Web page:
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  • Using a Perfusion-based Human Cadaveric Specimen With Intrathecal Fluorescein as a Simulation Training Model in Repairing Cerebrospinal Fluid Leaks During Endoscopic Endonasal Skull Base Surgery

    Final Number:

    Eisha Christian MD; Joshua Bakhsheshian MD; Frank Attenello MD; Ki-Eun Chang MD, BA; Ben Allen Strickland MD; Patrick Reid MD; Daniel R. Kramer MD; Andrew Cervantes; Michael Minnetti; Steven L. Giannotta MD; Bozena Wrobel; Gabriel Zada MD

    Study Design:
    Laboratory Investigation

    Subject Category:

    Meeting: Congress of Neurological Surgeons 2016 Annual Meeting

    Introduction: Objective: To develop a simulation model for endoscopic endonasal repair of skull base cerebrospinal fluid (CSF) leaks.

    Methods: Design: A perfusion human cadaveric model with a deliberate CSF leak was utilized. Trainees performed a standard endoscopic endonasal approach with fluorescein intrathecal administration to repair the CSF leak using a combination of fat, fascia lata, and pedicled nasoseptal flaps. Setting: USC/Keck School of Medicine Fresh Tissue Dissection Laboratory. Participants: Neurological Surgery and Otolaryngology Residents, n=15 Main Outcome Measures: A 5-point questionnaire was used to assess pre- and post-training confidence scores

    Results: Results: Intrathecal perfusion of fluorescein-dyed saline into the ventricular/subarachnoid spaces served as a realistic model for intraoperative CSF leak repair. Residents developed the psychomotor skills required to achieve CSF leak repair using fat and fascial grafts, in addition to preparation and rotation of vascularized nasoseptal flaps. Fluorescein was useful in confirming adequate repair of the CSF leak in all cases. All trainees reported a realistic experience that was accomplished with the perfusion model.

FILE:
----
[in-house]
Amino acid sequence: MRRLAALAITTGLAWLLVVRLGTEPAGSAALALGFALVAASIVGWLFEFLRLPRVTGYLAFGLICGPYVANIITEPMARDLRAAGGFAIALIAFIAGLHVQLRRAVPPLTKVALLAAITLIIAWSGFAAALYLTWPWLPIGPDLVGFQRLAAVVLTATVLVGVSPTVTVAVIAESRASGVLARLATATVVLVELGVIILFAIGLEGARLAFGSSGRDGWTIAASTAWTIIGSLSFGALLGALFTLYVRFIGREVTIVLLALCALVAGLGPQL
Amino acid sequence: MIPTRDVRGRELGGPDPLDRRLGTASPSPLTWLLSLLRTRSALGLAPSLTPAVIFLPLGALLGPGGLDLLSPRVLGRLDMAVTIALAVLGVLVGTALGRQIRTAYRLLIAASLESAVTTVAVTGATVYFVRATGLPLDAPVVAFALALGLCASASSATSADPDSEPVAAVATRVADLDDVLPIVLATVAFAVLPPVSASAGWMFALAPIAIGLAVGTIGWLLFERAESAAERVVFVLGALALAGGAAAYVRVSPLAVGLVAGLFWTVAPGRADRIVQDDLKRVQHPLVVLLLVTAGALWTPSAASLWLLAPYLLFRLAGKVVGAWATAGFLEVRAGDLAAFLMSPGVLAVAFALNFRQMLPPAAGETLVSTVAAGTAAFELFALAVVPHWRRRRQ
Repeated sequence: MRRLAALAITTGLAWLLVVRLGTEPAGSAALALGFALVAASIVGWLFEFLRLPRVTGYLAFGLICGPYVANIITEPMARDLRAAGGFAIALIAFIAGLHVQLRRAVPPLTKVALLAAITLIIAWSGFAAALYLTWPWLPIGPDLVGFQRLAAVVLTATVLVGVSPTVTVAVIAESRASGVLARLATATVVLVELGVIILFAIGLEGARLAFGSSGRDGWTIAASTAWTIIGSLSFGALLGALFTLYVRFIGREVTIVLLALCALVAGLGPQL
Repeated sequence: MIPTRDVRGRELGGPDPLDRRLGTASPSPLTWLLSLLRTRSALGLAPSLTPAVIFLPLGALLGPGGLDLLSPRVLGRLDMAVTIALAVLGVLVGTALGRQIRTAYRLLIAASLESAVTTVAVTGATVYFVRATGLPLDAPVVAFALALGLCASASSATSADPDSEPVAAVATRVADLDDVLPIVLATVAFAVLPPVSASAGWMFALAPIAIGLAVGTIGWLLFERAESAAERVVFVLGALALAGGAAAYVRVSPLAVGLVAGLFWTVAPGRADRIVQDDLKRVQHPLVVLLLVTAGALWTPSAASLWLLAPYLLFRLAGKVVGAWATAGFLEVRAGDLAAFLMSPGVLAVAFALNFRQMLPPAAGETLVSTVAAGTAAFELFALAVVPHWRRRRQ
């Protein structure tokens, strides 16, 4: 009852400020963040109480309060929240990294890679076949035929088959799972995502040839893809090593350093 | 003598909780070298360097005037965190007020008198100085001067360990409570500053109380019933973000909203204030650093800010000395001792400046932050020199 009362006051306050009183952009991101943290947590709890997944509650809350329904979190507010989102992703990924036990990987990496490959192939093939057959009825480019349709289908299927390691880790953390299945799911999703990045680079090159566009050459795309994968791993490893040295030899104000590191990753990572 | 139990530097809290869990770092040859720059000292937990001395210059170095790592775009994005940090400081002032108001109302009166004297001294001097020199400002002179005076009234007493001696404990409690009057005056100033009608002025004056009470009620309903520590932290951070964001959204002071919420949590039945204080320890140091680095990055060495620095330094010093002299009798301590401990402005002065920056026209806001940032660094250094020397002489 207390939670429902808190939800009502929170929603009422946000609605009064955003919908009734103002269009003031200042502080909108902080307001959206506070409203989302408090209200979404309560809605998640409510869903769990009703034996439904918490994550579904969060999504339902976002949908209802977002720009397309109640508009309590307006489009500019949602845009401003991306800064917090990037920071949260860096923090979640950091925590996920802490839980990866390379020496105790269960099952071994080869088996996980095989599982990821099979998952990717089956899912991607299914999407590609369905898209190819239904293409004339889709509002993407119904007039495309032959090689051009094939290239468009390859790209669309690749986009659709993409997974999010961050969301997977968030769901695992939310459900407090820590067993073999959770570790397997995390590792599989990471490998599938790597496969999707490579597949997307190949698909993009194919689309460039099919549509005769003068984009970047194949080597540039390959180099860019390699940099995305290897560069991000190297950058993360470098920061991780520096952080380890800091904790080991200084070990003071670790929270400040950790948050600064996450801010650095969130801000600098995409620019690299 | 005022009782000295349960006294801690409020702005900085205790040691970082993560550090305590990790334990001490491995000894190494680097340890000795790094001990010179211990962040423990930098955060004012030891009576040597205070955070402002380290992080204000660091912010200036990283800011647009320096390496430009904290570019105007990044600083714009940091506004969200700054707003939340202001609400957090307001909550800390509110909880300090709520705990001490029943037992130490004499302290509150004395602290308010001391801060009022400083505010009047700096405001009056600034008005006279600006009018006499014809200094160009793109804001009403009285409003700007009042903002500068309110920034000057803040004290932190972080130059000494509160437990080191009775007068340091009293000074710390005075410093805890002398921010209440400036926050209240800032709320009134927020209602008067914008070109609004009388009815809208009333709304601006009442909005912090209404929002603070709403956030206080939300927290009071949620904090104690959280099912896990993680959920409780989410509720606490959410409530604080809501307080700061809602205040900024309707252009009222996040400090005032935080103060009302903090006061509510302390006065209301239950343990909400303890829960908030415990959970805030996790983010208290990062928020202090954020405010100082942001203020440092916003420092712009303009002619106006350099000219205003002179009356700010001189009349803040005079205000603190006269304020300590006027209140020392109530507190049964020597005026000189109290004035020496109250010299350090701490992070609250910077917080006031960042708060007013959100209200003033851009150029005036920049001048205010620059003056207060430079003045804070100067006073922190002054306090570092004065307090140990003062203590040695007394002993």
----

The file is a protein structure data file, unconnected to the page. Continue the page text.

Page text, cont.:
Conclusions: Conclusions: As endoscopic skull base surgery continues to rapidly evolve, achieving competency in skull base reconstruction and repair of high flow CSF leaks will be an increasingly essential component of the neurosurgical training process. The addition of a fluorescein-dyed intrathecal perfusion system to a cadaveric simulation scenario can produce a realistic training model for developing CSF leak repair skills using various grafts and pedicled naso-septal flaps.

    Patient Care: This project will aid with surgical education hence improving patient care

    Learning Objectives: Repair of skull base CSF leaks


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